Salon posted an op-ed by Dana Goldstein: Liberals, Don’t Homeschool Your Kids: Why teaching children at home violates progressive values. (HT: The American Conservative). Goldstein’s arguments seem to include a fear that opting out of our “diverse” schools will somehow lead to less diversity. I think the opposite may be true. Rather than a Federal system which churns out like-minded, citizens that all believe the same truth-of-the-day, it will be home-schoolers and un-schoolers who are marching to the beat of a different drummer. Without our kids (liberal or conservative), there would be no one to challenge the orthodoxy of the cultural group-think.
Here’s and example the of the worst-case scenario described by Goldstein:
Take, for instance, Sonia Songha’s New York Times account of forming a preschool cooperative with six other brownstone-Brooklyn mothers, all of whom “said our children had basically never left our sides.” Indeed, in a recent Newsweek report, the education journalist Linda Perlstein noted a significant number of secular homeschoolers are also adherents of attachment parenting, the perennially controversial ideology defined by practices such as co-sleeping with one’s child and breast-feeding for far longer than typical, sometimes well beyond toddlerhood. Meanwhile, in suburban New Jersey, one “hippy” homeschooler told the local paper she feared exposing her kids to the presumably negative influences of teachers and peers. “I didn’t want my child being raised by someone else for eight hours out of the day,” she said.
Blog Buzz: More Cooking Topics for Kids — Food Shopping and Safety via About.com Homeschooling
The "cooking class" I did with my sons was one of their favorites ever. So I’ve just added another new article on topics to cover when you are sharing cooking skills with your kids.
“It’s hard to explain how natural learning works, but I trust that it works because I can see that it works.” The above quote is from a Scottish unschooler – Maryanne Jacobs. Time always tells. Our observations are one gift we have with our children at home. From Barcroft TV: No school for my kids: radical unschooling […]
Blog Buzz: Carnival of Homeschooling #415: Living with Books Edition via Dewey’s Treehouse
Eddie, Robert, Willie, Tad – beloved sons of Abraham Lincoln. They were spirited, spoiled, beautiful, privileged children of the president of the United States. Yet status, wealth, love, and power could not save three of them from untimely deaths. Only Robert would live to see wrinkles and gray hair. For the short season Lincoln was a parent he relished the role. His staff members viewed his boys as mischievous, devious monsters. Through his devoted eyes Abe could only see crafty, adventurous, entertaining boys being boys. Anything they did from smearing artist’s paint on the walls to letting animals run free in the white house made Abe smile and sigh with delight. What would those rambunctious boys think of next?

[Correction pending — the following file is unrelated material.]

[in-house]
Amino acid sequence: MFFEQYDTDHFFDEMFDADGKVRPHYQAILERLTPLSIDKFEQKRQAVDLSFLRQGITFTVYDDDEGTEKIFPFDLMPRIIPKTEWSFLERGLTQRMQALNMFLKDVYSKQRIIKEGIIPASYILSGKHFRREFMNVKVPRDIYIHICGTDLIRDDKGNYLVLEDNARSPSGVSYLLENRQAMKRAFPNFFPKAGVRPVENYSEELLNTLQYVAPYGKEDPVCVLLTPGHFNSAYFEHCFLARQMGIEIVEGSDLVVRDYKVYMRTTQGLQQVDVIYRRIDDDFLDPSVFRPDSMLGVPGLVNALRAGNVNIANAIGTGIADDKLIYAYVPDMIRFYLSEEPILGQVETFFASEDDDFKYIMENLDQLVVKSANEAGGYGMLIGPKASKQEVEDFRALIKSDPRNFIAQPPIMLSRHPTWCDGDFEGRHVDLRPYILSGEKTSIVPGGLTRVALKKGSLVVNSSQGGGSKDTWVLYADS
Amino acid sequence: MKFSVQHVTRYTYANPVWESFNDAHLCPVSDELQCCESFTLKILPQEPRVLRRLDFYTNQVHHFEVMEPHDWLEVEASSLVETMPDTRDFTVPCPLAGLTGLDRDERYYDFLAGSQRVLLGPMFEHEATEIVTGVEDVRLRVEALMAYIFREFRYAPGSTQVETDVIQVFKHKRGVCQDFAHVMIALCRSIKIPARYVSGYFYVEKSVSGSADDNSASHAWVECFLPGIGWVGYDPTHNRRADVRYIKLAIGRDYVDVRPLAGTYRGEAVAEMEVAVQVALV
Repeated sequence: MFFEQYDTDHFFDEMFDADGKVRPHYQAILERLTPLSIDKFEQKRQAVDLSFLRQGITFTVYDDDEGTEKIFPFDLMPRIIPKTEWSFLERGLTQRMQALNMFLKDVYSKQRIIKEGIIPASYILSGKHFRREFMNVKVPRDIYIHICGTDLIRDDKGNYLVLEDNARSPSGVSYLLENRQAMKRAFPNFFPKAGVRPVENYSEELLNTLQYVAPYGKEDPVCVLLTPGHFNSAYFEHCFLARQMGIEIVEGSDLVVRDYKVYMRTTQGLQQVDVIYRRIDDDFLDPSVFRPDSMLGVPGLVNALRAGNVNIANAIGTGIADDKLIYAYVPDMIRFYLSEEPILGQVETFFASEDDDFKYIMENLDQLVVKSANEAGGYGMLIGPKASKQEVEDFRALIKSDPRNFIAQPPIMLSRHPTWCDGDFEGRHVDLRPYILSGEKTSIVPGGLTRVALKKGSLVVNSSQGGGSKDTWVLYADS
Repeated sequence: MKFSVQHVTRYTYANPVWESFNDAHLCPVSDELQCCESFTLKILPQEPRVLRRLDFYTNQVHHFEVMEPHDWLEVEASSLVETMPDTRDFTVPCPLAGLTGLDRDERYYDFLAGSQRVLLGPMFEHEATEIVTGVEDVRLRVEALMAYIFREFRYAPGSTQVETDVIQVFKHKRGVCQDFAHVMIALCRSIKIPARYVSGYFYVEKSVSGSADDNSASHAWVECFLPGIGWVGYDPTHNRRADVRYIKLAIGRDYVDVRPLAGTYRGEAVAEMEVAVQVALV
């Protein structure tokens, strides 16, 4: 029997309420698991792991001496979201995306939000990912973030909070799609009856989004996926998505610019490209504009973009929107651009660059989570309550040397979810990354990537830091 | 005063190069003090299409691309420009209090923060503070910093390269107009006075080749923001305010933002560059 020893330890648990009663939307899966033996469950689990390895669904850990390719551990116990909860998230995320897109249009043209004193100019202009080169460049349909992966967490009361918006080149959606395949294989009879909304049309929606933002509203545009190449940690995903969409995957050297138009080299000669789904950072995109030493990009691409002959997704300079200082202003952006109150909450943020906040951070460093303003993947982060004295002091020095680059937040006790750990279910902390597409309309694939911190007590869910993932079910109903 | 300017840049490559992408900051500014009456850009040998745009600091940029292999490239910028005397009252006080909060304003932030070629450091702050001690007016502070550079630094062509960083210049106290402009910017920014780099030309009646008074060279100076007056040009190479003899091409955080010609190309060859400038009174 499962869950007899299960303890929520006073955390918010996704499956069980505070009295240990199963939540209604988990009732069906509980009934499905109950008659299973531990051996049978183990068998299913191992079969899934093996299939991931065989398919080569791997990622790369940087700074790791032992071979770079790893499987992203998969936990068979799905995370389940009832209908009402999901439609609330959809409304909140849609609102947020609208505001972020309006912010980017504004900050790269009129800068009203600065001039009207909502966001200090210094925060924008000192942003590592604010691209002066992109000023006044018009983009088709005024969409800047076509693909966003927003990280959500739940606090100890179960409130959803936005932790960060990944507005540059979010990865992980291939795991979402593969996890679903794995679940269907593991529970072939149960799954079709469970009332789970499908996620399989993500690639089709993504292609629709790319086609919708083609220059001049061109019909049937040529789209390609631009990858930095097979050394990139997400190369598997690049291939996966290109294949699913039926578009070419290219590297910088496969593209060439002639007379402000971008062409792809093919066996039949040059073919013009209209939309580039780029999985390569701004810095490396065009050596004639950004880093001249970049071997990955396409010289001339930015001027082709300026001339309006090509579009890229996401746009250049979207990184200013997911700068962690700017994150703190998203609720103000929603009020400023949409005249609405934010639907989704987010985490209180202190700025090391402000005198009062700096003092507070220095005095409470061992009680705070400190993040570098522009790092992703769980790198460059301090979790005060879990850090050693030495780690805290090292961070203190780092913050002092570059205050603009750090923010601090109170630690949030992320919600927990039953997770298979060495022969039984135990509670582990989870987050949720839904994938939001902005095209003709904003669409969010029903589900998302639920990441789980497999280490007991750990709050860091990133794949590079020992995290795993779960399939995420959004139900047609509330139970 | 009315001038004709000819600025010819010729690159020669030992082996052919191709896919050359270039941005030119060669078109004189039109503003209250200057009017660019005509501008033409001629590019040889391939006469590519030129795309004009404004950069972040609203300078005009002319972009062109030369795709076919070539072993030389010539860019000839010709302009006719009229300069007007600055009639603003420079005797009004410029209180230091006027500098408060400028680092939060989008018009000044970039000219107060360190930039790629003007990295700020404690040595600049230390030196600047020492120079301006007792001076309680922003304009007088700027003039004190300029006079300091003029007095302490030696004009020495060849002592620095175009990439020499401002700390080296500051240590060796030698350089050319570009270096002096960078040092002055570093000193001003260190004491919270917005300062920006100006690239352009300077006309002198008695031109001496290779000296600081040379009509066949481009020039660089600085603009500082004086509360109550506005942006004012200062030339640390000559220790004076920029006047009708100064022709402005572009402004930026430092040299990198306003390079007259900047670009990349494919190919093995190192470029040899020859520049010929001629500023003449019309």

On another memorable day, the boys were busily exploring the White House when they discovered a tiny attic room that housed a pile of bundled-up wires. The wires rang the bells that summoned servants to the various downstairs rooms. Soon all the bells were ringing through the mansion at the same time. Willie and Tad had seized the wires and were gleefully tugging them all simultaneously. Their father ordered them down from the attic, but naturally did nothing to punish them.
Excluding his frequent absences from home for work duties, any child would think Lincoln the perfect parent. Do what you want, jump on the furniture, scream in dad’s face, interrupt him at work for no good reason, and fear no consequences. No discipline?! Shouldn’t these boys then turn out to be hellions? Maybe Eddie, had he lived longer. But it’s doubtful based on how the other boys grew. Willie was smart, witty, articulate, very much like his father. His death at age eleven was so devastating to the Lincolns that neither Mary or Abe ever truly recovered from the loss. Tad, likely learning disabled, grew up to be a gracious, humble gentleman, and his premature death at age eighteen sent Mary over the sanity edge. What became of Robert? What did he accomplish in his 83 years of life, and are there any descendants of Abraham Lincoln alive today?
The author sprinkles in very little politics, focusing rather on a lovely yet heart wrenching view of the joys and losses our Civil War president experienced in his gone to soon life. In addition, Holzer gives insight into the intricacies of the Lincoln’s marital relationship, and understandingly sympathizes with the burdens Robert Lincoln carried throughout his life.
Parents in particular will be both enchanted and haunted as they see a new side of Lincoln, and will linger over the many photographs of the first family. I adore Lincoln, and will eagerly sponge anything I can on his life. This is now one of my favorite books about him – and I love him even more for how deep and pure his love was for his boys. More than for his speeches, wisdom, historic accomplishments, and presidency, I think Lincoln would want to be remembered for being a good father who loved, oh how he loved his sons.
“In the end, it’s not the years on your life that count. It’s the life in your years.” Abraham Lincoln